A New York nonprofit supporting LGBT+ Latinos received a winning strategy assessment through Morgan Stanley’s signature pro bono program.
Visit the community center run by the Latino Commission on AIDS (LCOA) in New York City’s Chelsea neighborhood and you are struck by two powerful images. One is a tribute to the victims of the Pulse nightclub shooting in Orlando, FL, in 2016—the largest mass shooting targeting LGBT+ Latinos in U.S. history. The second is a memorial to the growing number of Latino transgender people who have been murdered in recent years.
The wall hangings are powerful reminders of the community served by the nonprofit, which was established in 1990 as a membership organization to address the HIV/AIDS crisis among Latinos. Its mission includes spearheading health advocacy for Latinos, promoting HIV education, developing model prevention programs for high-risk communities, and building capacity in community organizations. LCOA helps fill a large need: social stigma, poverty, language barriers, lack of access to care, and immigration status combine to deter HIV testing among Latinos, leading to increased infection rates. What’s more, some 22% of the population is without health insurance. The problem has become even more urgent since the start of the COVID-19 pandemic, says Guillermo Chacón, president of LCOA. “The painful lesson we learned from the past two-plus years is how essential it is to invest in prevention,” he says.
LCOA had already done some preliminary work on a plan to provide primary healthcare as part of its offerings, but to further explore this initiative, LCOA’s leadership turned to Morgan Stanley, whose Strategy Challenge pro bono program—now in its 13th year—matches non-profits with rising talent within the firm to help them address key strategic issues. The ten-week program culminates in a presentation to a panel of judges, colleagues and Morgan Stanley leaders who name a winning team.
The Morgan Stanley team representing LCOA—one of nine total U..S teams—began its work by interviewing members of the LCOA staff, who explained how critical the need for primary care has become. “Their clients were begging for it,” says Ariana Salvatore, a member of the team and an Associate in Morgan Stanley’s Fixed Income Research division. “The staff identified this as the number one additional service they could offer their community.”
The team then interviewed potential medical partners and community organizations, working to develop a model to determine the financial impact of offering primary care. They assessed how much capital would be needed, what sort of staffing would be required, and what income LCOA could reasonably expect from treating primary care patients.
After conducting extensive analysis, the team concluded that offering primary care was not financially feasible for LCOA at this time. The major impediment: treating Medicaid patients would not yield enough revenue to cover LCOA’s costs. The organization would need to cut costs by reducing staff—but that was not a realistic plan, either. In fact, additional staffing would be needed in order for LCOA to offer primary care, along with a more robust technology platform. Adding private paying patients might enhance profitability, but the team concluded this was not a viable option given the population LCOA serves.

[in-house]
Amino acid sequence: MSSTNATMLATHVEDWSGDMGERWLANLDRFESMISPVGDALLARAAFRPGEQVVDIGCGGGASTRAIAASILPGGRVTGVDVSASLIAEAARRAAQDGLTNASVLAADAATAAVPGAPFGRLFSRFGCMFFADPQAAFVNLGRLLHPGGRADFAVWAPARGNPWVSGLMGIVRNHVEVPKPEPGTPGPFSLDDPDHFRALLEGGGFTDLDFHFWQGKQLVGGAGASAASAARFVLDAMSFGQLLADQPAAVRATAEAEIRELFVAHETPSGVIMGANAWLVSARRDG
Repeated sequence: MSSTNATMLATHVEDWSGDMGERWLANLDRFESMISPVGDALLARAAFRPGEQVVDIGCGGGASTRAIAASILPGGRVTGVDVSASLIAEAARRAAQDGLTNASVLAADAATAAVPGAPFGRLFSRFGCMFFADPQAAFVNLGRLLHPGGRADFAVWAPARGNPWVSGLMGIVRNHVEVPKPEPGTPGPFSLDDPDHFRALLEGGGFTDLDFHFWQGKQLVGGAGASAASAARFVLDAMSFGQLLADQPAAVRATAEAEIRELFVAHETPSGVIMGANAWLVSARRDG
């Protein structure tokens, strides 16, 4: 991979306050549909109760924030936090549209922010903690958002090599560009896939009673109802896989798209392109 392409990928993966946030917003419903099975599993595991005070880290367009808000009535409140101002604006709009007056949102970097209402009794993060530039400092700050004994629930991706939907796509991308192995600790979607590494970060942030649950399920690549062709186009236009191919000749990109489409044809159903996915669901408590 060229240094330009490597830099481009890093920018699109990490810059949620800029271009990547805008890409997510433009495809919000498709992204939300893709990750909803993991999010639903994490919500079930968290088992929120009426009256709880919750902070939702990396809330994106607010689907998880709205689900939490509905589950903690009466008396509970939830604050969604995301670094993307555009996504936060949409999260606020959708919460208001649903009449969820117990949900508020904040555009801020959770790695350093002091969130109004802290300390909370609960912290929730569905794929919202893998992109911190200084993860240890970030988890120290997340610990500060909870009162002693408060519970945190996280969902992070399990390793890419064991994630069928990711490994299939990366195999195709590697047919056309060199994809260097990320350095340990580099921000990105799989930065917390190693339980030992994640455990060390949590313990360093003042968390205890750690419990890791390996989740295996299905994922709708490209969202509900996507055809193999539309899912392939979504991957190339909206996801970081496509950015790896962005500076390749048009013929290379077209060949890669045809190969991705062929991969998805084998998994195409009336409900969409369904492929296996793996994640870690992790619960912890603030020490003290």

It wasn't easy for the Strategy Challenge team to recommend postponing LCOA's expansion plans, knowing how determined the organization was to find a means of offering primary care. “They were pretty far down the road of pursuing this opportunity when we began working with them,” says team member Mary Kelly, a Vice President in the Investment Banking Division’s Global Power and Utilities Group. “So, it was tough to share our conclusions. But they responded really positively and were grateful to us for offering honest advice.”
“We were so impressed with the Morgan Stanley team’s culture of humility, how they took the time to deeply understand our mission over those ten weeks,” says Chacón. “I mentioned to each of them that they left their fingerprints on our DNA for years to come.”
Despite their reservations about LCOA’s plans to offer primary care, the Strategy Challenge team, which also included Micah Coffee, a Director in the Institutional Securities Compliance Testing Group, and John Eric Tengco, Vice President, Finance, felt strongly that they needed to leave the organization with a path forward. The team found a consultant to non-profits called Primary Care Development Corporation (PCDC), which offered LCOA twenty hours of pro bono consulting time. In addition, says Chacón, it advised LCOA to look to interim solutions while continuing to explore the feasibility of on-site primary care, such as mobile care vans and telehealth services.
“What we basically said to LCOA was: Take a step back, consider our recommendations and your long-term goals, and then engage with PCDC,” says Coffee.
For Coffee and the other Morgan Stanley team members who worked with LCOA, the experience drew on skills that should serve them well in their careers, says Jessica Kung, Global Chief Operating Officer for Human Resources, who acted as their advisor. “It was a great lesson in client relationships and giving advice, even those times when it’s hard to do. It’s much harder to say ‘no’ than it is to say ‘yes’.”
Adds Salvatore: “Working on the Strategy Challenge opened my eyes to the non-profit world. It was so interesting to use the skills we developed during our ‘day’ jobs to benefit others. And it furthered my perspective on Morgan Stanley, where our diversity of thought enables us to come up with impactful solutions, whether for clients or to those serving our communities.”